Hath glorified his Son — By this miracle, whom ye delivered up - When God had given him to you, and when ye ought to have received him as a most precious treasure, and to have preserved him with all your power.

Verse 14

[14] But ye denied the Holy One and the Just, and desired a murderer to be granted unto you;

Ye renounced the Holy One — Whom God had marked out as such; and the Just One - Even in the judgment of Pilate.

Verse 16

[16] And his name through faith in his name hath made this man strong, whom ye see and know: yea, the faith which is by him hath given him this perfect soundness in the presence of you all.

His name — Himself: his power and love.

The faith which is by him — Of which he is the giver, as well as the object.

Verse 17

[17] And now, brethren, I wot that through ignorance ye did it, as did also your rulers.

And now, brethren — A word full of courtesy and compassion, I know - He speaks to their heart, that through ignorance ye did it - which lessened, though it could not take away, the guilt.

As did also your rulers — The prejudice lying from the authority of the chief priests and elders, he here removes, but with great tenderness. He does not call them our, but your rulers. For as the Jewish dispensation ceased at the death of Christ, consequently so did the authority of its rulers.

Verse 18

[18] But those things, which God before had shewed by the mouth of all his prophets, that Christ should suffer, he hath so fulfilled.

But God — Who was not ignorant, permitted this which he had foretold, to bring good out of it.

Verse 19

[19] Repent ye therefore, and be converted, that your sins may be blotted out, when the times of refreshing shall come from the presence of the Lord;

Be converted — Be turned from sin and Satan unto God. See Acts 26:20. But this term, so common in modern writings, very rarely occurs in Scripture: perhaps not once in the sense we now use it, for an entire change from vice to holiness.

That the times of refreshing — Wherein God largely bestows his refreshing grace, may come - To you also. To others they will assuredly come, whether ye repent or no.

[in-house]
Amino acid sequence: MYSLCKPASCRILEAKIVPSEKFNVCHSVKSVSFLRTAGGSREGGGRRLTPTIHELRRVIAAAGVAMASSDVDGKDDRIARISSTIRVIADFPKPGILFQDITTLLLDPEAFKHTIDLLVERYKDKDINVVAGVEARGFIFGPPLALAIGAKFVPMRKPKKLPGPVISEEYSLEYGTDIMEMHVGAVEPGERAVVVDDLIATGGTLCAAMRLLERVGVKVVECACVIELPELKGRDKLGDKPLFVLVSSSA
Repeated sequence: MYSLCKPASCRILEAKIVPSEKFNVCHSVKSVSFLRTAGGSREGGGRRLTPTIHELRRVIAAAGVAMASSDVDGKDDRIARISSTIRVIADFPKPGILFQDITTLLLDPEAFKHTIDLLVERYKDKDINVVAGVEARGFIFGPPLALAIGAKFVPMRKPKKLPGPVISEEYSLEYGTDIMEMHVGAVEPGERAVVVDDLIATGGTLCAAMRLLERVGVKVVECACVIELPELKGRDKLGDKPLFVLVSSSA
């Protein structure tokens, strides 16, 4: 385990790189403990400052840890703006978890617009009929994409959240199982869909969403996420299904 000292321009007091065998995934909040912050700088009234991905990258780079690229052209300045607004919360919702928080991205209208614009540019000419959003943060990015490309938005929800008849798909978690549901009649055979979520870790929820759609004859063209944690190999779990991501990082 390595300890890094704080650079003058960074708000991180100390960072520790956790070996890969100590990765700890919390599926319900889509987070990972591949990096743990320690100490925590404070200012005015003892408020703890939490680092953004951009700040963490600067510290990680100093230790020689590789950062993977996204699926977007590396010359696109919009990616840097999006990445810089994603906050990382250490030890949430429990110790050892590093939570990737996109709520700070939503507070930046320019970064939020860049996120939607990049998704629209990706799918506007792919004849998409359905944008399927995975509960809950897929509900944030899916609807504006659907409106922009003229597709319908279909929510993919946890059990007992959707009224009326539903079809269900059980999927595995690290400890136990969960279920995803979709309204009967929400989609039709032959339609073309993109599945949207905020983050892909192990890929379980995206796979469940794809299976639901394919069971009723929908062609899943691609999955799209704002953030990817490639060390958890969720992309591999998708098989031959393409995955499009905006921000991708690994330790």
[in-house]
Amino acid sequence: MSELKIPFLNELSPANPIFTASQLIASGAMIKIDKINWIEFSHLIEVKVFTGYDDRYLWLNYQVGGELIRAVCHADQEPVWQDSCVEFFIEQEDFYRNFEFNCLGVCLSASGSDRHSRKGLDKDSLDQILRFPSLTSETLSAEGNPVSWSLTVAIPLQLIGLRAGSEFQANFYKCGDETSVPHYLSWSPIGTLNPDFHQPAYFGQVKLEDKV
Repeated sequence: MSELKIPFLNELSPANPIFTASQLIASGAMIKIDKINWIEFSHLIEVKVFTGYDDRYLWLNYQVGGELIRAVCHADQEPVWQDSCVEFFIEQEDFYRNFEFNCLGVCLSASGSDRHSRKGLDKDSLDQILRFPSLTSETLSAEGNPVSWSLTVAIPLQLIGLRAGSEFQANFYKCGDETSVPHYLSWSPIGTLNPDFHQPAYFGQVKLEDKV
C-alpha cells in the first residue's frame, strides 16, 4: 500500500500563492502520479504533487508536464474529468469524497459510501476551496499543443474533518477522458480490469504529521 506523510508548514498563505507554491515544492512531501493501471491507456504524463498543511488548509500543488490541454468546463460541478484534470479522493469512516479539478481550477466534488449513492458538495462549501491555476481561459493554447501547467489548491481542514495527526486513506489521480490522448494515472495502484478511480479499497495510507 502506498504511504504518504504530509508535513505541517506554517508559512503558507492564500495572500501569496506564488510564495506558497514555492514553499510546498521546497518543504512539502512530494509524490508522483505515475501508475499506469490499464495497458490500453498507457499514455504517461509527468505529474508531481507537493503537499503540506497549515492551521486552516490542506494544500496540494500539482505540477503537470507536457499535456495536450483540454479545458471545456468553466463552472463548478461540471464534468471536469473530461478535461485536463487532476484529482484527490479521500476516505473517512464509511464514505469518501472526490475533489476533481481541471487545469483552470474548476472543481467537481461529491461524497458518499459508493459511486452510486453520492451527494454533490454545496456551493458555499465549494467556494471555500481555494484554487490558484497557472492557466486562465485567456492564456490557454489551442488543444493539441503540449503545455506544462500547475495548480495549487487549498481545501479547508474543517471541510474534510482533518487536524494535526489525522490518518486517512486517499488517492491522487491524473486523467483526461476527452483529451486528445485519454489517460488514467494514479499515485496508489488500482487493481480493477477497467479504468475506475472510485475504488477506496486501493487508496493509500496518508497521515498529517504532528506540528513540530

Verse 20

[20] And he shall send Jesus Christ, which before was preached unto you:

And he may send — The apostles generally speak of our Lord's second coming, as being just at hand.

Who was before appointed — Before the foundation of the world.

Verse 21

[21] Whom the heaven must receive until the times of restitution of all things, which God hath spoken by the mouth of all his holy prophets since the world began.

Till the times of the restitution of all things — The apostle here comprises at once the whole course of the times of the New Testament, between our Lord's ascension and his coming in glory. The most eminent of these are the apostolic age, and that of the spotless Church, which will consist of all the Jews and Gentiles united, after all persecutions and apostacies are at an end.

Verse 22

[22] For Moses truly said unto the fathers, A prophet shall the Lord your God raise up unto you of your brethren, like unto me; him shall ye hear in all things whatsoever he shall say unto you.

The Lord shall raise you up a prophet like unto me — And that in many particulars. Moses instituted the Jewish Church: Christ instituted the Christian. With the prophesying of Moses was soon joined the effect, the deliverance of Israel from Egypt: with the prophesying of Christ that grand effect, the deliverance of his people from sin and death. Those who could not bear the voice of God, yet desired to hear that of Moses. Much more do those who are wearied with the law, desire to hear the voice of Christ. Moses spake to the people all, and only those things, which God had commanded him: so did Christ. But though he was like Moses, yet he was infinitely superior to him, in person, as well as in office. Deuteronomy 18:15.

Verse 23

[23] And it shall come to pass, that every soul, which will not hear that prophet, shall be destroyed from among the people.

Every soul who will not hear that prophet, shall be destroyed from among the people — One cannot imagine a more masterly address than this, to warn the Jews of the dreadful consequence of their infidelity, in the very words of their favourite prophet, out of a pretended zeal for whom they rejected Christ.

Verse 24

[24] Yea, and all the prophets from Samuel and those that follow after, as many as have spoken, have likewise foretold of these days.